OPINION by DW’s Ines Pohl from the US state of Ohio – “I could stand in the middle of Fifth Avenue and shoot somebody and wouldn’t lose any voters,” Trump boasted notoriously at the beginning of the 2016 election campaign.
The president hasn’t yet shot anyone in New York, but his recent reckless behavior after testing positive for the coronavirus comes pretty close.
After two days in hospital and at a time when he was almost certainly still contagious, he got into the back of his black presidential SUV and put his security staff at risk in order to drive by his fans. Wearing a black mask and an open shirt, he smiled and waved victoriously.
The next day, he returned to the White House and removed his mask triumphantly at the top of the steps leading to the White House balcony as he posed for the cameras. “Don’t be afraid of Covid,” he had tweeted before leaving the hospital. “Don’t let it dominate your life.”
He said that he was “feeling great,” with the underlying suggestion being that the virus was not the potential threat to life that his political rivals depicted it as.
Far-reaching Supreme Court decision
From across the Atlantic, one might think that Trump’s recent behavior alone would be enough to ensure that he does not win the upcoming election. But here on the ground, that is not so obvious.
To understand US voters, one has to remember, among other things, the importance of the president’s role in nominating Supreme Court justices, who have life tenure and can determine the country’s political direction for decades to come. Their influence can be much more powerful and lasting than that of a president, who is in office for a maximum of eight years, two of which at least tend to be spent on the campaign trail.
In addition, some 25% of US voters are opposed to women having the right to an abortion. They do not care what presidents do or say so long as they fight against this right. Although Trump has been known to change course and backtrack often, he has been unwavering when it comes to this issue.
He has also been unwavering with regard to generous tax breaks benefiting the upper-middle classes and the super-rich, who already have plenty — but seem to need more.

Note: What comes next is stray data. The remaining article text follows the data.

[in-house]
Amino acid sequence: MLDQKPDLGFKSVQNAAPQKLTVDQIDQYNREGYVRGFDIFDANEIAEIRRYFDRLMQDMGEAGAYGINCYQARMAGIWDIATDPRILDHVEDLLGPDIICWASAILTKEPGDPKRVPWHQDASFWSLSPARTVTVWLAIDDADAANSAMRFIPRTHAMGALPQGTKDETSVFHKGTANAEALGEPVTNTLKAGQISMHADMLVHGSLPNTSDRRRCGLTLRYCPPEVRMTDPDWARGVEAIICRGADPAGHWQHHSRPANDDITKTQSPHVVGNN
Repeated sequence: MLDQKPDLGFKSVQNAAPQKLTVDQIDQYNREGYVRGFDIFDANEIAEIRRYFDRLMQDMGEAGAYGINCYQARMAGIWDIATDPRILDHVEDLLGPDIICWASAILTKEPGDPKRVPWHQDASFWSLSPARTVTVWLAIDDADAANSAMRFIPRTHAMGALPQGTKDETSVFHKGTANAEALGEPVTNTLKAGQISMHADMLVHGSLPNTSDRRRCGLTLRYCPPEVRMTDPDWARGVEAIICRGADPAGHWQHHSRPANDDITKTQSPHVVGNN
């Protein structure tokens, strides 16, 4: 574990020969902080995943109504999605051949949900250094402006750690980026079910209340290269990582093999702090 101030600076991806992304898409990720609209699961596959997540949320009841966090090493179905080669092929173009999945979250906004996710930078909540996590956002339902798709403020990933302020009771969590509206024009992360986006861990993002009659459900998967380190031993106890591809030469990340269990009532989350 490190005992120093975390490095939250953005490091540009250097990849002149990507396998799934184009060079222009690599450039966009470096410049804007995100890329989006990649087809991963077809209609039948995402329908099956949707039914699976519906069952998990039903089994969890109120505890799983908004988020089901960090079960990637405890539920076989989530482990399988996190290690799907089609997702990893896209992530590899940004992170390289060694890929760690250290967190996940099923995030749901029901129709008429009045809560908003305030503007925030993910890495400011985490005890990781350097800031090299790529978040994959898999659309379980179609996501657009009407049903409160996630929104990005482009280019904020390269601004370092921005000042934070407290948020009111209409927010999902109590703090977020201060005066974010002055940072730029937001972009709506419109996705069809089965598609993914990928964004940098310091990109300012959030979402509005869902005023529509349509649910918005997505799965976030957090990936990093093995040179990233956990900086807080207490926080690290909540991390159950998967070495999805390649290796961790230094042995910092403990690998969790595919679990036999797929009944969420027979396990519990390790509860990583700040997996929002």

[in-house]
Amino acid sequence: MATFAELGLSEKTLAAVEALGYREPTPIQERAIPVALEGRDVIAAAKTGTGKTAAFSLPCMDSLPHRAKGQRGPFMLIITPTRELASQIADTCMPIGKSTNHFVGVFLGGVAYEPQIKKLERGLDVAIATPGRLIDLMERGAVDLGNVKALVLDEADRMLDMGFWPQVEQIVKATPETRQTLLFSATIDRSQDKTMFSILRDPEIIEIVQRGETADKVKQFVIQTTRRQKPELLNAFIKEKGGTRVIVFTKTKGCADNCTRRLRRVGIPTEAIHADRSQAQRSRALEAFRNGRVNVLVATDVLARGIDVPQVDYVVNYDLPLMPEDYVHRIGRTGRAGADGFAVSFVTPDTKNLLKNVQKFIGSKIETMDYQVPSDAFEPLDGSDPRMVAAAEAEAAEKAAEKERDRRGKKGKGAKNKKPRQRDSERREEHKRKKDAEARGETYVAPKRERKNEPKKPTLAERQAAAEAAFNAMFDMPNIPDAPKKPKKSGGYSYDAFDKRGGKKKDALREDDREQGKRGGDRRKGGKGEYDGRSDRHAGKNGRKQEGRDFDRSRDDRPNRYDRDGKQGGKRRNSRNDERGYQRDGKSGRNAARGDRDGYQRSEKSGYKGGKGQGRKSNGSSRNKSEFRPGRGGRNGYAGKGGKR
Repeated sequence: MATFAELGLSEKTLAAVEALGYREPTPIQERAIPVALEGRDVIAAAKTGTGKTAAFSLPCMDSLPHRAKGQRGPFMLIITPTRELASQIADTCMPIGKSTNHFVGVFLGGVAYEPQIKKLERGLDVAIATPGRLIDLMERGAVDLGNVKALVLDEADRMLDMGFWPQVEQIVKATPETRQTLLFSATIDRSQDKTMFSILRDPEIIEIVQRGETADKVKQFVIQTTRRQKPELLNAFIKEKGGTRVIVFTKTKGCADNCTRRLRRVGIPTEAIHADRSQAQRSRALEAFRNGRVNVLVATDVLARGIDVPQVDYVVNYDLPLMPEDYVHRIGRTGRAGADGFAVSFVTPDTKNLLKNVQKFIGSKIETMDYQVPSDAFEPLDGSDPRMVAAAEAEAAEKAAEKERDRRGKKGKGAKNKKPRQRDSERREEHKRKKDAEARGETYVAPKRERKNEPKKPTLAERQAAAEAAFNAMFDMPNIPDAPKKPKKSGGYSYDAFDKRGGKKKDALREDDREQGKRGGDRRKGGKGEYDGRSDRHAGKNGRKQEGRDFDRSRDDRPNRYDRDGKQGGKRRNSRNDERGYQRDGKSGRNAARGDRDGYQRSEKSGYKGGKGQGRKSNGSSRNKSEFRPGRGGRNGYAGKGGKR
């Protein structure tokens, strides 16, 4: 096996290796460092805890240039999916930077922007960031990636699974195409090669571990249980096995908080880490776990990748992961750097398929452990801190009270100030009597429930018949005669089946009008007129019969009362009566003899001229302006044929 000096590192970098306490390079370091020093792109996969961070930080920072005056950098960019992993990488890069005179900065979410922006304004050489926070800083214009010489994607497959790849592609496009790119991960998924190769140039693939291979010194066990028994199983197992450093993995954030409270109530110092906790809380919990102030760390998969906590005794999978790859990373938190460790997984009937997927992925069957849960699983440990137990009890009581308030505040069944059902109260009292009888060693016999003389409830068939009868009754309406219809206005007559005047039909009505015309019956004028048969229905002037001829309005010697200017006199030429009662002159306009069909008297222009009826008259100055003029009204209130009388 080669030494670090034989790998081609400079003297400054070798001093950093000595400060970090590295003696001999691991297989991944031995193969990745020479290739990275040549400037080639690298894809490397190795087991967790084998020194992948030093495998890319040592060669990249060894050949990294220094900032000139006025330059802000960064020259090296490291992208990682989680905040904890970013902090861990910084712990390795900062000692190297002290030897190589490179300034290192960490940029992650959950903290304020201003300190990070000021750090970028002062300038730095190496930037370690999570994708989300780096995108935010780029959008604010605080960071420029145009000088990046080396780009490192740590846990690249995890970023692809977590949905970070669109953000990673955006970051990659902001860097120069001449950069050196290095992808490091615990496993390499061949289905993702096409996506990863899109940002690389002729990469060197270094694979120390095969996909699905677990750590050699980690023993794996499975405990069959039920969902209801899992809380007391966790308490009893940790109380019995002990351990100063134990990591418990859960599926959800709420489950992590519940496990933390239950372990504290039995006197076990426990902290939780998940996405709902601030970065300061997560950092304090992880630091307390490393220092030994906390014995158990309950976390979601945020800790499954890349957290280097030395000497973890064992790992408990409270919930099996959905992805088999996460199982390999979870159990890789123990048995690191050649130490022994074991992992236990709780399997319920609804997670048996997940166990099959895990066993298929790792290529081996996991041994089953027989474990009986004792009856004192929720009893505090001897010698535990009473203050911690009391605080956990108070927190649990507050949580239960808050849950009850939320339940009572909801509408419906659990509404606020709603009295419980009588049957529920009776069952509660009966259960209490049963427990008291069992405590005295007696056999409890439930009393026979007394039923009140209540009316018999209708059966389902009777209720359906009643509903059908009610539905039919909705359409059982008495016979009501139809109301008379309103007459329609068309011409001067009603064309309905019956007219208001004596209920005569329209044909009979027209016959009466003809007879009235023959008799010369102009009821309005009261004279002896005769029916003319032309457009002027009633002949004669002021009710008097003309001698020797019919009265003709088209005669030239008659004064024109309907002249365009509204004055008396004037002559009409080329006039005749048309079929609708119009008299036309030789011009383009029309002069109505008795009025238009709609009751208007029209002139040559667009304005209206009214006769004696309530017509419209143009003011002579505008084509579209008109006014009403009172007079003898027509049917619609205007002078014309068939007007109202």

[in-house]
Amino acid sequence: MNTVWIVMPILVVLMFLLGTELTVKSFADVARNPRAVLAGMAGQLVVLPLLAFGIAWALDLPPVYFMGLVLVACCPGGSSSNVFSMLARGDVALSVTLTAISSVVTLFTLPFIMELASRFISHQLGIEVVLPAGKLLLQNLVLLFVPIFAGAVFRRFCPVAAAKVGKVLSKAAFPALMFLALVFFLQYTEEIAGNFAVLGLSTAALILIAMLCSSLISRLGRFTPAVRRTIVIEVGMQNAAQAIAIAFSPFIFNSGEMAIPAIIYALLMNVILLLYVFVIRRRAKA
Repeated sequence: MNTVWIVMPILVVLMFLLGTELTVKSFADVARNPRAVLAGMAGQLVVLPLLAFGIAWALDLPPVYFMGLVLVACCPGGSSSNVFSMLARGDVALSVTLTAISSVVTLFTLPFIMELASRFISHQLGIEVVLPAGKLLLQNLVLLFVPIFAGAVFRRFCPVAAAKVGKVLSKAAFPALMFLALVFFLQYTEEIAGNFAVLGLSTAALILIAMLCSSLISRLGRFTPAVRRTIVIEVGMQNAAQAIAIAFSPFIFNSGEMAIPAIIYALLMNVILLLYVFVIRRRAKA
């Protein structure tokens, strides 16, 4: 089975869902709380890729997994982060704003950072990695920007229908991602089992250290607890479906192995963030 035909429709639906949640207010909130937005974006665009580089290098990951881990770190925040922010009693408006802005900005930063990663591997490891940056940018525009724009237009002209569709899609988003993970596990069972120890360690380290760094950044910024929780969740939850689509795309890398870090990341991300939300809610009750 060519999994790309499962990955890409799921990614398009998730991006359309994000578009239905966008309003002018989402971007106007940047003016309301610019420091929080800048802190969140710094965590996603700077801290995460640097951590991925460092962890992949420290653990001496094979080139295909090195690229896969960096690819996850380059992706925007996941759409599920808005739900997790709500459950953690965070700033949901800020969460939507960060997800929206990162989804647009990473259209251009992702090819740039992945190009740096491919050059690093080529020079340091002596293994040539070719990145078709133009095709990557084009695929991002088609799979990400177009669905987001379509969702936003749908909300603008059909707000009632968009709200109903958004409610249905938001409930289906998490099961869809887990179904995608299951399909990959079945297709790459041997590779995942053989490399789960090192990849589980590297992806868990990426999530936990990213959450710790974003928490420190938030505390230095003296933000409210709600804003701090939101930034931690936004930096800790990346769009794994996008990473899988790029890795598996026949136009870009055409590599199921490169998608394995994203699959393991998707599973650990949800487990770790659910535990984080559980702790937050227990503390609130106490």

A defender of white America
Then there are the many Americans who didn’t really know where they belonged in a country whose current white majority will likely be a minority in less than 25 years’ time. But that was before Trump arrived on the scene as a political outsider and successor to the first Black president in US history.
He has capitalized on racist fears, seeming to stand as a guarantee for the preservation of white America, among other things through his curbs on immigration and an apparent reluctance to condemn white supremacist movements. He also appealed to working-class whites by promising to bring back jobs that had been outsourced to other countries and to restore former industrial hubs to their past glory.
Such supporters were shocked when their superhero caught the virus and seemed to falter. And Trump’s reckless behavior was part of a grand strategy to reassure them that all is well — he needs their unflinching support if he is to have any chance of being reelected. And his tactics have worked.
Trump’s election to lose
As for the others — such as Black people whose relatives have died because they did not have access to the same medical treatment as Trump or those who cannot fathom why the president has still not made it mandatory to wear masks nationwide — he simply doesn’t care, because he knows that he cannot win them over.
This might all seem completely crazy from a distance. But it is apparent that Donald Trump’s tactics are working among large swaths of the US public. No matter what happens, as long as he stays healthy enough to keep up his little games, Trump’s supporters will continue to root for him.
What will be decisive in the end is whether Trump’s behavior will motivate enough people to vote him out of the Oval Office, as Joe Biden on his own is not attractive enough to draw undecided Democrats and unwilling voters to the polling stations.
This article was translated from German.